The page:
Glenbard South rolls past Timothy Christian

    The Glenbard South girls basketball team showed in Tuesday night’s 61-17 win at Timothy Christian the value of defense. “We’re playing great defensive basketball right now and that’s tough to play against,” said Raiders coach Julie Fonda. “It was phenomenal tonight.” That defense played a big factor in more than 20 turnovers for the Trojans (1-4, 0-1 Metro Suburban Conference) and the outcome being decided early.

    Ramon Nance, right, of Glenbard East tries to shoot the ball as Bryce Lydon of Rich South defends duirng boys basketball in Lombard on Tuesday.

    Hall scores 30, but Glenbard East loses at buzzer

    As the only returning starter for the Glenbard East boys basketball team, senior guard JaRon Hall has elevated his game this season. On Tuesday Hall scored and assisted almost every way possible to once again score 30 points, but Rich South pulled out the 60-58 victory in Lombard on the craziest of shots.

    Vernon Hills’ Sydney Smith, at left driving against Grayslake Central’s Savannah Mudd last season, set a school record with 35 points Tuesday.

    Record output from Vernon Hills’ Smith

    Sydney Smith tied Vernon Hills’ single-game scoring record in the Cougars’ season opener. The senior forward didn’t wait long to break it. Smith scored 35 points and grabbed 7 rebounds Tuesday night, as Vernon Hills opened defense of its North Suburban Prairie Division championship with a 51-31 rout of visiting Lakes.


    Reiser sisters, Antioch rise to the occasion

    The Antioch girls basketball lead had hit 30 points on Tuesday night in North Chicago. Evidently, that was a wake-up call for the home-standing Lady Warhawks of North Chicago. That’s when teammates Kylah Collins and Carolyn Leonard teamed up to make a run at the once-beaten Sequoits. The Antioch lead had been cut in half. And then one of the Sequoits’ freshman twins stepped up to stop the bleeding. Amy Reiser, a clear look-a-like to sister Ashley Reiser, somehow landed a bizarre bank shot. Both Reiser twins hit double figures to help leading scorer Paige Gallimore, as Antioch knocked off North Chicago 71-52 in a North Suburban Prairie Division opener.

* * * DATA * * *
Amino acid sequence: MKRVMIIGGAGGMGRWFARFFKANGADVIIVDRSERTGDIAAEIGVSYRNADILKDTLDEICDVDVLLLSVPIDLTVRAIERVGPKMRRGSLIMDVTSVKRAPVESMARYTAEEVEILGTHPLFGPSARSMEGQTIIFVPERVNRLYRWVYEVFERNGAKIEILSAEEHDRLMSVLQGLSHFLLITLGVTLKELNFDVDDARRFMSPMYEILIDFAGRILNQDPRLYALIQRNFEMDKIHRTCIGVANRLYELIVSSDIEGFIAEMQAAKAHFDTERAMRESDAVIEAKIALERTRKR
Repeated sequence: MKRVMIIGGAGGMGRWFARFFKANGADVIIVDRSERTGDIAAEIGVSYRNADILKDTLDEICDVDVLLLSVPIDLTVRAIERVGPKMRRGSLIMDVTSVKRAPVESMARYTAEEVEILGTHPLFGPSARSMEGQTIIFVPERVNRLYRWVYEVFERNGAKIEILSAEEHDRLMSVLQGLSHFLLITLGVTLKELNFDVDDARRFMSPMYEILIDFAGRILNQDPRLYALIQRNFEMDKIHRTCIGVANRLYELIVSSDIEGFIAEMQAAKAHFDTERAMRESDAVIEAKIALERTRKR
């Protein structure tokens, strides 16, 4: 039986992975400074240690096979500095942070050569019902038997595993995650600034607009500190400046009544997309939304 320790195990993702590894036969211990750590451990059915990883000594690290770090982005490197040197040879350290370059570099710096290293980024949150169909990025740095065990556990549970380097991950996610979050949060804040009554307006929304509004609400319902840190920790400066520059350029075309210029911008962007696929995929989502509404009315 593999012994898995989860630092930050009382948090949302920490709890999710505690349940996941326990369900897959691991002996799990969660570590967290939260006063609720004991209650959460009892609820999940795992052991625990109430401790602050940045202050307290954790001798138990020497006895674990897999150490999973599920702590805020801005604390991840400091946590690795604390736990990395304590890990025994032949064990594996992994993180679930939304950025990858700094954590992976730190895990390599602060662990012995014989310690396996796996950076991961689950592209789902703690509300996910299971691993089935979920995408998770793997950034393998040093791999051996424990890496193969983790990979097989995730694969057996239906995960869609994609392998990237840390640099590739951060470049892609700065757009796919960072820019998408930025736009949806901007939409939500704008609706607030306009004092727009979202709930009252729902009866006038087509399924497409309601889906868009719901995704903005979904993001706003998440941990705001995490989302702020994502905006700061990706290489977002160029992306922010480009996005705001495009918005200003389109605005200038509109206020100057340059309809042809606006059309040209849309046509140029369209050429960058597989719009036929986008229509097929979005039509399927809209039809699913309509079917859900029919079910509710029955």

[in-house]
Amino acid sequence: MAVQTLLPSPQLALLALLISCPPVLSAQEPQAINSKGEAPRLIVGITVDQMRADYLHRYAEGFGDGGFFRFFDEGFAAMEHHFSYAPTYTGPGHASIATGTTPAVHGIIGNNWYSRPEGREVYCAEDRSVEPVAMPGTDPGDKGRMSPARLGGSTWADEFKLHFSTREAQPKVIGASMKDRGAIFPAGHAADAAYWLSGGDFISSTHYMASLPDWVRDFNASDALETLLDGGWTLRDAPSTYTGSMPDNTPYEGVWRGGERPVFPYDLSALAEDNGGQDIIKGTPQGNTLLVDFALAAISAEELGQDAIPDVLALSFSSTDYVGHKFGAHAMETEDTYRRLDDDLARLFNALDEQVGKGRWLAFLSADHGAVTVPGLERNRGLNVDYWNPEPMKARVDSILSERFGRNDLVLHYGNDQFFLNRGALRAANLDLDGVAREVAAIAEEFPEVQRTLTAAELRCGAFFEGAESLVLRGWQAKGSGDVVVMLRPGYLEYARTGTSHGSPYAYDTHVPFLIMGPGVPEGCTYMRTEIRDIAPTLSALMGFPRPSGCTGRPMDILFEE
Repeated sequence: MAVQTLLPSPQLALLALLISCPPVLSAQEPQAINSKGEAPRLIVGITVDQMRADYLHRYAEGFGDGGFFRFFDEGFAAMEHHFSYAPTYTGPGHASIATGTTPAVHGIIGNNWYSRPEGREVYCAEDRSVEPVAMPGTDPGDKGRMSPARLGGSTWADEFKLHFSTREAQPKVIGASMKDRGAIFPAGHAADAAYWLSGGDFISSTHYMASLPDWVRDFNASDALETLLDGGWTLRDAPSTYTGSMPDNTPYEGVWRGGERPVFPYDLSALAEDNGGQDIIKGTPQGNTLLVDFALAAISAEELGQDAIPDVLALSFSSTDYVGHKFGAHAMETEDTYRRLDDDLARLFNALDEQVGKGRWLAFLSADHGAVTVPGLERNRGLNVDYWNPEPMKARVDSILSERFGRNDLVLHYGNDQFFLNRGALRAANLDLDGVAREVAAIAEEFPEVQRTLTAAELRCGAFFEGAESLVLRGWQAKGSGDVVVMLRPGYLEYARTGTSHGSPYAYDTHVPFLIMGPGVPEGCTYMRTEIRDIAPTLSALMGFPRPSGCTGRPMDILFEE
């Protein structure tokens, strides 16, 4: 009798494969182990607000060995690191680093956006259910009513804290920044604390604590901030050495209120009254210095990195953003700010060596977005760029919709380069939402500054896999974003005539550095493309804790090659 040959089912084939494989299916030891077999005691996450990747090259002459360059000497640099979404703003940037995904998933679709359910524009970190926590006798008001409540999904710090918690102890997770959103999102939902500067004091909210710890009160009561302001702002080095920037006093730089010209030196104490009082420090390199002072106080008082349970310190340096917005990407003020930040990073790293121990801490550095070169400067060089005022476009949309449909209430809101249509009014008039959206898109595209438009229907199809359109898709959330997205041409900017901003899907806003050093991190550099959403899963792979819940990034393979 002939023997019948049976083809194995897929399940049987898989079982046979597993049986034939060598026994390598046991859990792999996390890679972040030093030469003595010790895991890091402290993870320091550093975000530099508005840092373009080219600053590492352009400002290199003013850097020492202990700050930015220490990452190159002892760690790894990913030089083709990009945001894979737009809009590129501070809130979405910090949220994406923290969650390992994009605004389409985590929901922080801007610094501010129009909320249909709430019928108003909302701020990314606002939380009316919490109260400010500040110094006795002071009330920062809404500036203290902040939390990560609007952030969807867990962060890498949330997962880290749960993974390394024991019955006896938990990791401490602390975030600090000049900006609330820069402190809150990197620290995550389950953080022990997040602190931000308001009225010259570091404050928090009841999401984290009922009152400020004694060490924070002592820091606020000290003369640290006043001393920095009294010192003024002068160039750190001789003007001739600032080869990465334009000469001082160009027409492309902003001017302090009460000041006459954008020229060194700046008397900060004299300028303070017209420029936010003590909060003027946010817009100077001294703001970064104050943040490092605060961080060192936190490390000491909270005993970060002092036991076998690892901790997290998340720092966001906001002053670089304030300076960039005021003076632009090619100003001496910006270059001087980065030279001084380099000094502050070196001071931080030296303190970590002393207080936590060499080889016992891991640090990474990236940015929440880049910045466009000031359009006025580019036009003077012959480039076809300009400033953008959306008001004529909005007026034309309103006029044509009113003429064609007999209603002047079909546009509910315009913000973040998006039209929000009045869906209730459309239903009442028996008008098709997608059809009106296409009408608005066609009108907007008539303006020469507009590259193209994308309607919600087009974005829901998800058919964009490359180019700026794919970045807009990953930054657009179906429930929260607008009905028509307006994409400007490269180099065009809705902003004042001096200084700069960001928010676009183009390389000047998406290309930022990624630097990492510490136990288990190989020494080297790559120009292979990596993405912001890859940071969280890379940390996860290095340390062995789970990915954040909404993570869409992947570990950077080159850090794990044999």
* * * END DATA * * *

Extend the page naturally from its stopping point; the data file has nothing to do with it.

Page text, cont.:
North Central gearing up for cold

    For the first time since 2010 the North Central College football team has advanced to the NCAA Division III quarterfinals.


    Boys basketball/Fox Valley roundup

    St. Edward 67, Joliet Catholic 49: The Green Wave (5-0) continued their hot start to the season with a win over Joliet Catholic at the Aurora Christian Classic. Nick Duffy led all scorers with 20 points while Ryan Matthews and Joseph French each added 12 points.Harvest Christian Academy 54, Berean Baptist 43: Riding a big game from John Vislisel, the Lions (2-3) went on the road and got the nonconference win over Berean Baptist. Vislisel finished the game with a double-double, 23 points and 13 rebounds, while his teammate Dan Turpin added 12 points and 8 boards.

    Bulls guard Marquis Teague, shown here defending against Miami Heat forward LeBron James during game 4 of the Eastern Conference semifinals last season, had a busy day Tuesday.

    Bulls send Teague to D-League, then bring him back

    The Bulls assigned second-year point guard Marquis Teague to the Iowa Energy of the NBA Developmental League, but he quickly returned to Chicago because veteran point guard Mike James may miss time with a knee injury.

    Chrissy Baird of Wheaton North brings one to the net during the Falcons’ win at Naperville North Tuesday.

    Wheaton North defense gets just enough stops